In the spring of 1790 Tom Paine was busy with his invention, a single-spanned iron bridge. He hoped it would span the Schukyl (Philadelphia), now the Thames (London), later the Seine (Paris). He lets George Washington know that in the partition in the box containing the key of the Bastille he has placed half a dozen razors “manufactured from cast-steel made at the works where the bridge was constructed.” Paine, an artisan, was always interested in the materiality of things. His interest in the substance of things can easily be overlooked as we are generally moved by the force of his ideals. Just as the gift of razors necessary for that smooth visage of the president of the republic suggests a mundane familiarity, so Tom Paine had once been close to revolutionary power, a whisker away so to speak.
What was the Bastille actually? A gigantic heap of stones. The people of Paris marched upon it particularly in order to obtain gunpowder but of course there were other reasons. “The stones are saturated with three hundred years of pain,” said Camille Desmoulins one of its assailants. Voltaire was imprisoned there, and the Marquis de Sade. “You don’t have a trial. Just a letter from the king and bang, the doors slam. Goodbye.” That’s the lettre de cachet in the imaginative paraphrase in Marge Piercy’s novel of the French Revolution.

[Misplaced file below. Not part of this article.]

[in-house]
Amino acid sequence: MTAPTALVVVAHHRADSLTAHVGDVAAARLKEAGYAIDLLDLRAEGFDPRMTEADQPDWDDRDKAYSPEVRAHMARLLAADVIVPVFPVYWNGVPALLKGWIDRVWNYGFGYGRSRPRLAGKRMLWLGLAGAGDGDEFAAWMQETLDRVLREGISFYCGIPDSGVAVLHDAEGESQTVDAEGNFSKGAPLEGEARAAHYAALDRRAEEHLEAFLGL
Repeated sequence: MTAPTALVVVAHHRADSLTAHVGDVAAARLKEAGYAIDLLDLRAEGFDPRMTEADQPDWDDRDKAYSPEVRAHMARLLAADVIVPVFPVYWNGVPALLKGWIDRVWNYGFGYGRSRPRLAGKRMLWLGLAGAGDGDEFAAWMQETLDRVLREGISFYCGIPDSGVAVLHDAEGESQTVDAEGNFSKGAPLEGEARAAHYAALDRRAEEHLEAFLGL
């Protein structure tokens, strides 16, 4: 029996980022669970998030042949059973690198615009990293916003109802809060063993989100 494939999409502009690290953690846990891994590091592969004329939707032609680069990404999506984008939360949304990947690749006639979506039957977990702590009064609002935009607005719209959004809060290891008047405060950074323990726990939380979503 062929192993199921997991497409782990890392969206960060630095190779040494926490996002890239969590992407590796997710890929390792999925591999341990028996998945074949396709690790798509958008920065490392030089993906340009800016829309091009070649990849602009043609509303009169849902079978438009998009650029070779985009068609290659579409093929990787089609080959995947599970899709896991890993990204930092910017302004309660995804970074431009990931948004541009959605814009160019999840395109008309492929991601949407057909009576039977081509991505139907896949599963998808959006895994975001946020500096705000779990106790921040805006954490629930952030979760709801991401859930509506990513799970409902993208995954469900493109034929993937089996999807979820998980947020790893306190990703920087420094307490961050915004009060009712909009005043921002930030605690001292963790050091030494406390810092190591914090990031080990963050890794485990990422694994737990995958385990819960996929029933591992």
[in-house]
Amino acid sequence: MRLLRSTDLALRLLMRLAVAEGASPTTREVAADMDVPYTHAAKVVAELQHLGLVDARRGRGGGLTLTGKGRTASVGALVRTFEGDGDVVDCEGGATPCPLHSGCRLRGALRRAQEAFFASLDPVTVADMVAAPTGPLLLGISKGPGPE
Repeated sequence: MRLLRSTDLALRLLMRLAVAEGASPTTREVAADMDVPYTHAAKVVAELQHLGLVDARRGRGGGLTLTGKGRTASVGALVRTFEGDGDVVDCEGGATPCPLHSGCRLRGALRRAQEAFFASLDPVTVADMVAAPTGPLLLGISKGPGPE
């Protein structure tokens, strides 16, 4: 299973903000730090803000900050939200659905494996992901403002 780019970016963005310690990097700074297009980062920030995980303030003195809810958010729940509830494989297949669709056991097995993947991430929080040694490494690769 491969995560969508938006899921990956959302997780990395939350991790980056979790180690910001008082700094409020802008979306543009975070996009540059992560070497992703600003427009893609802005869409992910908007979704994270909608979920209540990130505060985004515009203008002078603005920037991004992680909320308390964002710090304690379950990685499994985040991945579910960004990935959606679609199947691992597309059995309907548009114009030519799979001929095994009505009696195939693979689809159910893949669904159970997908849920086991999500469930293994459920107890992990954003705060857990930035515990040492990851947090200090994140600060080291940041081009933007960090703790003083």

“History is the essence of innumerable biographies,” said the Victorian historian, Thomas Carlyle, and to emphasize it he capitalized the spelling of the occupations of its anonymous members. Women were most active, then and now. Here is Carlyle, “Robust Dames of the Halle, slim Mantua-makers, assiduous, risen with the dawn, ancient Virginity tripping to matins; the Housemaid, with early broom; all must go. Rouse ye, O women; the laggard men will not act; they say, we ourselves may act.” And it seems to have been so. Jules Michelet offers the story of Madam Legros. described and honored as the poor mercer who lived by her sewing, whose husband was a Latin teacher, and whose dogged tenacity over the years on behalf of a single prisoner in the Bastille prefigured the revolutionary journée we celebrate in July. Ruth Gilmore, Alice Lynd, Angela Davis, play the part of Mme. Legros,
An essential part of Rights of Man is the story of the storming of the Bastille and Edmund Burke’s writing “as if he were sorry it is pulled down, and wished it were built up again.” This has been the lament of conservatives ever since. People for whom the solution to social oppression is to incarcerate the oppressed, the lock-‘em-up-and-throw-away-the-key brigade.